we left with our hands
uncurling
in separate pockets, fingers
strained against the denim.
I left a place where I found
God and
a studio apartment
with no utility bill,


foothills with no rain and
zero percent humidity,
sun 300 days a year and
a rose blanket that smelled
like my parent’s room.
I left my
first incantation,
      my brother is dead
in the margin and
you left me with this
townhouse.

an abrasive echo
that scratched marks
in the walls,
no budget for paint.
one half of the utensils,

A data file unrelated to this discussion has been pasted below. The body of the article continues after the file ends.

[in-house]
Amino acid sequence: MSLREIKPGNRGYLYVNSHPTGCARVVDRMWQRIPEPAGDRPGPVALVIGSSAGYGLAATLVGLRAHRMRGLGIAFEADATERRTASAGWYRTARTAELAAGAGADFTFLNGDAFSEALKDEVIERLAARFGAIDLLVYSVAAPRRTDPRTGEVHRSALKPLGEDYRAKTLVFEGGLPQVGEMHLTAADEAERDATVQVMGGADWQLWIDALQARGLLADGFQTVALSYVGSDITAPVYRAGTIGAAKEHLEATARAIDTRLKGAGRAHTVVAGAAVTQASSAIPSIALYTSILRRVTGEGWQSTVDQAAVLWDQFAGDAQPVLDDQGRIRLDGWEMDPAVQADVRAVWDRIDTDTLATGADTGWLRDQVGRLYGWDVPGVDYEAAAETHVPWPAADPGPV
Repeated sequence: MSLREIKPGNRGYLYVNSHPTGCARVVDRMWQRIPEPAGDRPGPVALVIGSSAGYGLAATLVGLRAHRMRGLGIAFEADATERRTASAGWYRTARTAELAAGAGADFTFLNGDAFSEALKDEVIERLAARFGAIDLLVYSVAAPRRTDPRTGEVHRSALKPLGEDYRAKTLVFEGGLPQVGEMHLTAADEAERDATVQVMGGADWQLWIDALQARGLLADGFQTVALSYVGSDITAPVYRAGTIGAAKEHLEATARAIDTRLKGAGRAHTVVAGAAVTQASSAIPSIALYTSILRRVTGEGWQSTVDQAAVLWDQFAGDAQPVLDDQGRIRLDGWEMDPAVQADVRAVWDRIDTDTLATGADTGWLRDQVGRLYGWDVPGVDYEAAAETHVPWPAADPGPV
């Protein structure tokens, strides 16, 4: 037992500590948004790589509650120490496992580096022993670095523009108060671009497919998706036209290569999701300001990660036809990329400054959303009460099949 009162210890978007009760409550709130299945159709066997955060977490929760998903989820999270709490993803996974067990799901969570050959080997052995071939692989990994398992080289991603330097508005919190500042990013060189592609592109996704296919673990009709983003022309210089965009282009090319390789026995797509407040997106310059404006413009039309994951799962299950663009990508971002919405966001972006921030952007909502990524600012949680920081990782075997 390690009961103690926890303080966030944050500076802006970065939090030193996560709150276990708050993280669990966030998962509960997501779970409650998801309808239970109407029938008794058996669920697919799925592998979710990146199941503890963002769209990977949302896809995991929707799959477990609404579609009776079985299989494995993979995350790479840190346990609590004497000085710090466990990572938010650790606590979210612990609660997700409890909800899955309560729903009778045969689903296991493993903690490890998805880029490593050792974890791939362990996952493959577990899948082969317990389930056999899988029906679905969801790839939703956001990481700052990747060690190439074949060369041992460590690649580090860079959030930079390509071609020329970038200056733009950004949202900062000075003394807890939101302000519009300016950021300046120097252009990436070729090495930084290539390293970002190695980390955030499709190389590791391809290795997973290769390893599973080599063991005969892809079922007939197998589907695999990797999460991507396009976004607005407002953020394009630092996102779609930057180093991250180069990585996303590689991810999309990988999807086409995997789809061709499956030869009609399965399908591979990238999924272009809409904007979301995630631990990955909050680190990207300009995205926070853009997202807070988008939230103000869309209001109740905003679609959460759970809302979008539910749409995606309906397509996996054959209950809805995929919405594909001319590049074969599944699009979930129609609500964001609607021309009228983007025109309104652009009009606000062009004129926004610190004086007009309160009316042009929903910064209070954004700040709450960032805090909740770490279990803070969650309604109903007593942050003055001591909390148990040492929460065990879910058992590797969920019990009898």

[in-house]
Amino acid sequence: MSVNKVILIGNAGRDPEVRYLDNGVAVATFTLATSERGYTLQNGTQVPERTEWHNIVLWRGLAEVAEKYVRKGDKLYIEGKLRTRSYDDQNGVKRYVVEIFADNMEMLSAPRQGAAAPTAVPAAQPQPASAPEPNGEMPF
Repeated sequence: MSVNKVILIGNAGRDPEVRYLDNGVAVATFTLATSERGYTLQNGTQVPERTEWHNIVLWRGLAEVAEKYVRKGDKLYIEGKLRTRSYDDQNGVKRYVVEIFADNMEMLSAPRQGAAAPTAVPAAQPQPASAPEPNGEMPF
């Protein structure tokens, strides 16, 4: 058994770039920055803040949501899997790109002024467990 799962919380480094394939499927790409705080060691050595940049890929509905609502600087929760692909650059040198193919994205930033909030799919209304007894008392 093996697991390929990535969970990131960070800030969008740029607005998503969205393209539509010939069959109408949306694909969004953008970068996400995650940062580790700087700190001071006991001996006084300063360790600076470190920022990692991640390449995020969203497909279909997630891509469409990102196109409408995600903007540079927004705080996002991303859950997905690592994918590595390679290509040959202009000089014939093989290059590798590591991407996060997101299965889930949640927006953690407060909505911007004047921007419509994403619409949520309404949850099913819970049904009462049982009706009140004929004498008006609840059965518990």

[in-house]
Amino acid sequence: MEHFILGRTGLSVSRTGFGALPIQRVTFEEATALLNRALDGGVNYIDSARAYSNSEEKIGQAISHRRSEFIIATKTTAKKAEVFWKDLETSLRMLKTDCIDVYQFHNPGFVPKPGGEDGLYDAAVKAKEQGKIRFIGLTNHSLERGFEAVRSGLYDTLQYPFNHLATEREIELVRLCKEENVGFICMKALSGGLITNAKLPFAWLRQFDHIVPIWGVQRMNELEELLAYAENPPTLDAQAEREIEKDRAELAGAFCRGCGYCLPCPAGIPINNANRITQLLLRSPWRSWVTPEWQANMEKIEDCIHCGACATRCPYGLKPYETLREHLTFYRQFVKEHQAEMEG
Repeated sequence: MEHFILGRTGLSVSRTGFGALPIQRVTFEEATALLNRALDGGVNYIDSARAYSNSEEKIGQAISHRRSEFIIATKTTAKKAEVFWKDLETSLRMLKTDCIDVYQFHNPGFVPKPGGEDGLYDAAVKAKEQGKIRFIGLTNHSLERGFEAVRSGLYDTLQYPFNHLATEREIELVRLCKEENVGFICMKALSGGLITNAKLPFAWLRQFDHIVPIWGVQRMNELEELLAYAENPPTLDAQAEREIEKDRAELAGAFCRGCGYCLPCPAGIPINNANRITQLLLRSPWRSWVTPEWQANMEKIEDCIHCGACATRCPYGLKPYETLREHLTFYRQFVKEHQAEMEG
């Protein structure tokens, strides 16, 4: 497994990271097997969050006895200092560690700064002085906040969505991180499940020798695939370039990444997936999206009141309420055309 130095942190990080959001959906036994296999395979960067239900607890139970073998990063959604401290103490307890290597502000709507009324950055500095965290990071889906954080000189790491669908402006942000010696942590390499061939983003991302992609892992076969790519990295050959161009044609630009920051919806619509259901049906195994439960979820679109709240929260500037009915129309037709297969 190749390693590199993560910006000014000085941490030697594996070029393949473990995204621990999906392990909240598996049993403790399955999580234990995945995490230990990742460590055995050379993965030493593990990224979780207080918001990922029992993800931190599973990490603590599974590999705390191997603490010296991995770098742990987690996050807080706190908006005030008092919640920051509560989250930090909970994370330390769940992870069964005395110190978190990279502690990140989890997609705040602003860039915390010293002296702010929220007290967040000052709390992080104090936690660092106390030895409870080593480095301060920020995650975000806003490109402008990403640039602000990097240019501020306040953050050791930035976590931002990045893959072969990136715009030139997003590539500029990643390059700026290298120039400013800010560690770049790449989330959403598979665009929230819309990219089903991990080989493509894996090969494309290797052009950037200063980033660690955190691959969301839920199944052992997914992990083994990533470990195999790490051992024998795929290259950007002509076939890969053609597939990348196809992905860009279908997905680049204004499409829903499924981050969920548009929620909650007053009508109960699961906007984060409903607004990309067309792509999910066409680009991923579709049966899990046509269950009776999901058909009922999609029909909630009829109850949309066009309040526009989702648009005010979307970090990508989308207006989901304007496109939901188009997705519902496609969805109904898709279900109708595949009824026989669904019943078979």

a couple of wicker baskets
and no end table.
you gesture to the antique armoire,
remind me it’s yours
even though it’s not your
taste, you see the value
in heavy wood.

you took the bigger bottle of
toothpaste.
five chairs,
all the curtains, the area rugs,
the broom and your
glare lingered on me
counting dollars
in a borrowed sundress,
feel my clavicle
jut out the skin
as I rationed meals.

you took the kitten and
the lighters,
every last card
(left the armoire)
and  so abruptly like when
you took my waist that
one breathy night,
pulled me into the crook
of your body. said
you were going to
      squeeze me in this bad neighborhood
rolled out of that soft spot,
grabbed a litter box,
took clean off.

“doors #13”

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